"If victory favors me, I will protect your child with my life."

"I ask you not to worry about that possibility. Because my son and I live on the Demon Way in Hell, we're prepared to descend into Hell through the Six Realms and Four Lives."

Posts Tagged ‘Timothee Chalamet’

Hostiles

Wednesday, February 13th, 2019

Scott Cooper is an actor-turned-writer/director who seems slightly under the radar to me. He made a splash with CRAZY HEART ten years ago, a movie that somehow seems overshadowed by Jeff Bridge’s Oscar-winning performance in it (and that I thought of a few times watching A STAR IS BORN). His followup, the gloomy crime drama OUT OF THE FURNACE (2013), teamed him with Christian Bale (POCAHONTAS) for the first time, and I have to admit that I have not seen his poorly reviewed BLACK MASS (2015). But he didn’t write that one. I only watch the ones he directs and writes, obviously.

2017’s HOSTILES (based on a manuscript written by Donald E. Stewart [JACKSON COUNTY JAIL, DEATHSPORT, THE HUNT FOR RED OCTOBER, PATRIOT GAMES, CLEAR AND PRESENT DANGER] in the ’80s) reteamed him with Bale for what might be categorized as a Real Serious Western – the kind where the director is hesitant to call it a western (“I don’t think in terms of genre… If anything it’s a psychological western in the vein of Anthony Mann…I don’t think it’s a western, it has more in common with Joseph Conrad or Larry McMurtry or Louis L’Amour” he told Moviemaker) and you want to grab them and tell them “all right cool it buddy, just admit you made a really good western.” (See also THE REVENANT.)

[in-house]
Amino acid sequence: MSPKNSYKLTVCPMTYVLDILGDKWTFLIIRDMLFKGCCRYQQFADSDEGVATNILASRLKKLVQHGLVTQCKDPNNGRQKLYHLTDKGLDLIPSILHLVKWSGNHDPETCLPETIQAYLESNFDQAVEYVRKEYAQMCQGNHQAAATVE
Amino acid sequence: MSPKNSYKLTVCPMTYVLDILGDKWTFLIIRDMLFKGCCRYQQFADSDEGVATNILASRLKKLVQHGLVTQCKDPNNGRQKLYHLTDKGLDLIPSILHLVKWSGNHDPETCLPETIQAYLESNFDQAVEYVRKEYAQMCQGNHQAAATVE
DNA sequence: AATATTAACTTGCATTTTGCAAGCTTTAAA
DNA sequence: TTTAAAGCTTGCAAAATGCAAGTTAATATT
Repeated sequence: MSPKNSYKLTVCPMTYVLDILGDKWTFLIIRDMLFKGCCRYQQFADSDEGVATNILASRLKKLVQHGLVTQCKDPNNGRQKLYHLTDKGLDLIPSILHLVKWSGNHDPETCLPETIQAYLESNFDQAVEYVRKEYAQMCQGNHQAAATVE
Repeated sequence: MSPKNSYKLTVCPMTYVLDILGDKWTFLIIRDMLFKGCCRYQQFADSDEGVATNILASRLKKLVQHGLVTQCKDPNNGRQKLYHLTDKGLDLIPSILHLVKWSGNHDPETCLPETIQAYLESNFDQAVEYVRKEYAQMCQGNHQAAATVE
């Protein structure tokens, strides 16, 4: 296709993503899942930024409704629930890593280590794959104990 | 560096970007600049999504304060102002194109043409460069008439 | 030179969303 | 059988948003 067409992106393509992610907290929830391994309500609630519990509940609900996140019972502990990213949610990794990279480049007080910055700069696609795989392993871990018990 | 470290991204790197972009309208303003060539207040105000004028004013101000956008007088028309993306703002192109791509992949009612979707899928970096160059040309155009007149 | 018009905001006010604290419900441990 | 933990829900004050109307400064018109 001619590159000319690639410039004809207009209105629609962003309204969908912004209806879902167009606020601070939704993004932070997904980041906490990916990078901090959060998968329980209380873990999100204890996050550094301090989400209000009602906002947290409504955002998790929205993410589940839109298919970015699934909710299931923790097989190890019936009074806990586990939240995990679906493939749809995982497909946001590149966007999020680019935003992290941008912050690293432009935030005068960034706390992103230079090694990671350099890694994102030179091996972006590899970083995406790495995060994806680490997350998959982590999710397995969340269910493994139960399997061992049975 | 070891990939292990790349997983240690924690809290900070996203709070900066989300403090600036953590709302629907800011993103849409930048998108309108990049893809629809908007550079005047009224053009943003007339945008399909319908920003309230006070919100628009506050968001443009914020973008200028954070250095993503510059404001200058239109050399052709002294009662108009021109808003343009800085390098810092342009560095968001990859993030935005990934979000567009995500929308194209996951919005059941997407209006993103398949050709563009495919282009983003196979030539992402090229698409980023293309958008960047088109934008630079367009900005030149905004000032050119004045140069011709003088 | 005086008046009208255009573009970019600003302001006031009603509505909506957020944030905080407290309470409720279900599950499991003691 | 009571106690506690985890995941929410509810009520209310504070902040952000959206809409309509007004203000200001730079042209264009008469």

But I guess I sort of get it. A completely traditional western is not very marketable in this day and age. Most people don’t really want the genre without a little bit of a new spin on it, and HOSTILES has one. (read the rest of this shit…)

Lady Bird

Thursday, March 1st, 2018

Of all the stories we tell over and over, “coming of age” might be the most universal. I don’t care who you are, as long as you live to be a certain age, at some point you’re gonna come of some of that age. And when you see some fictional (or, let’s be honest, usually semi-autobiographical) character’s age coming of you can compare and contrast to your experiences. You see echoes of your own life, revive emotions that were so potent at the time, now faded, learn about other people who had it different. So I have not specifically experienced being a girl in a private school in Sacramento in the oughts, and I definitely have no personal understanding of how it feels to be someone who could identify a song as Dave Mathews and have an emotional response to it that involves embarrassment, nostalgia and personal meaning*, but I can also see those things on screen and have them feel familiar and real and relatable.

(*I did see him in public one time and I could tell he was famous by the women who started gathering around him but I had to ask somebody else who he was) (read the rest of this shit…)